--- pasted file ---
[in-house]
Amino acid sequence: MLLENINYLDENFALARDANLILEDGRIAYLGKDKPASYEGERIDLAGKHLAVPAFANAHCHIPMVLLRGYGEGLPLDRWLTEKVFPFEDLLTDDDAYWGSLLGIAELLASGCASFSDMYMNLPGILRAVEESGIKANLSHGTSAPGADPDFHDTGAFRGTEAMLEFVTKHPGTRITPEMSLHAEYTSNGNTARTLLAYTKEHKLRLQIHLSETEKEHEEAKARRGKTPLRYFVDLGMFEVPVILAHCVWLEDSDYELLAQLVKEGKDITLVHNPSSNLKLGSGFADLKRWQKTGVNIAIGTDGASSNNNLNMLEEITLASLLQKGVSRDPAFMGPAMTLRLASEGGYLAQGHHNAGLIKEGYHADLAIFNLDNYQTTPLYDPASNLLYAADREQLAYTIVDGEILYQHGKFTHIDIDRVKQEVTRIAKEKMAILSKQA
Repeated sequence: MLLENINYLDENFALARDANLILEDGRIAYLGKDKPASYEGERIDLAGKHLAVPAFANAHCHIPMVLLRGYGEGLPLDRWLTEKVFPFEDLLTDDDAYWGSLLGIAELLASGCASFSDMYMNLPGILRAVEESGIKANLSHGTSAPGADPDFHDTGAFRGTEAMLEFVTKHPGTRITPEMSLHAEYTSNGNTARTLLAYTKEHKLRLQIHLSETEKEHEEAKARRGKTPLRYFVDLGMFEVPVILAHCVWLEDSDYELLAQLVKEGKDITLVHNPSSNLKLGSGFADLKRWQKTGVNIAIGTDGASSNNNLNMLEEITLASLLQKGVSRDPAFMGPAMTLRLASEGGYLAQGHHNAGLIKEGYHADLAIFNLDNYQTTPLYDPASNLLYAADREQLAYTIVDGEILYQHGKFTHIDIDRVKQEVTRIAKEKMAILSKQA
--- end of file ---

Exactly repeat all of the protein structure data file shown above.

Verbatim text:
[in-house]
Amino acid sequence: MLLENINYLDENFALARDANLILEDGRIAYLGKDKPASYEGERIDLAGKHLAVPAFANAHCHIPMVLLRGYGEGLPLDRWLTEKVFPFEDLLTDDDAYWGSLLGIAELLASGCASFSDMYMNLPGILRAVEESGIKANLSHGTSAPGADPDFHDTGAFRGTEAMLEFVTKHPGTRITPEMSLHAEYTSNGNTARTLLAYTKEHKLRLQIHLSETEKEHEEAKARRGKTPLRYFVDLGMFEVPVILAHCVWLEDSDYELLAQLVKEGKDITLVHNPSSNLKLGSGFADLKRWQKTGVNIAIGTDGASSNNNLNMLEEITLASLLQKGVSRDPAFMGPAMTLRLASEGGYLAQGHHNAGLIKEGYHADLAIFNLDNYQTTPLYDPASNLLYAADREQLAYTIVDGEILYQHGKFTHIDIDRVKQEVTRIAKEKMAILSKQA
Repeated sequence: MLLENINYLDENFALARDANLILEDGRIAYLGKDKPASYEGERIDLAGKHLAVPAFANAHCHIPMVLLRGYGEGLPLDRWLTEKVFPFEDLLTDDDAYWGSLLGIAELLASGCASFSDMYMNLPGILRAVEESGIKANLSHGTSAPGADPDFHDTGAFRGTEAMLEFVTKHPGTRITPEMSLHAEYTSNGNTARTLLAYTKEHKLRLQIHLSETEKEHEEAKARRGKTPLRYFVDLGMFEVPVILAHCVWLEDSDYELLAQLVKEGKDITLVHNPSSNLKLGSGFADLKRWQKTGVNIAIGTDGASSNNNLNMLEEITLASLLQKGVSRDPAFMGPAMTLRLASEGGYLAQGHHNAGLIKEGYHADLAIFNLDNYQTTPLYDPASNLLYAADREQLAYTIVDGEILYQHGKFTHIDIDRVKQEVTRIAKEKMAILSKQA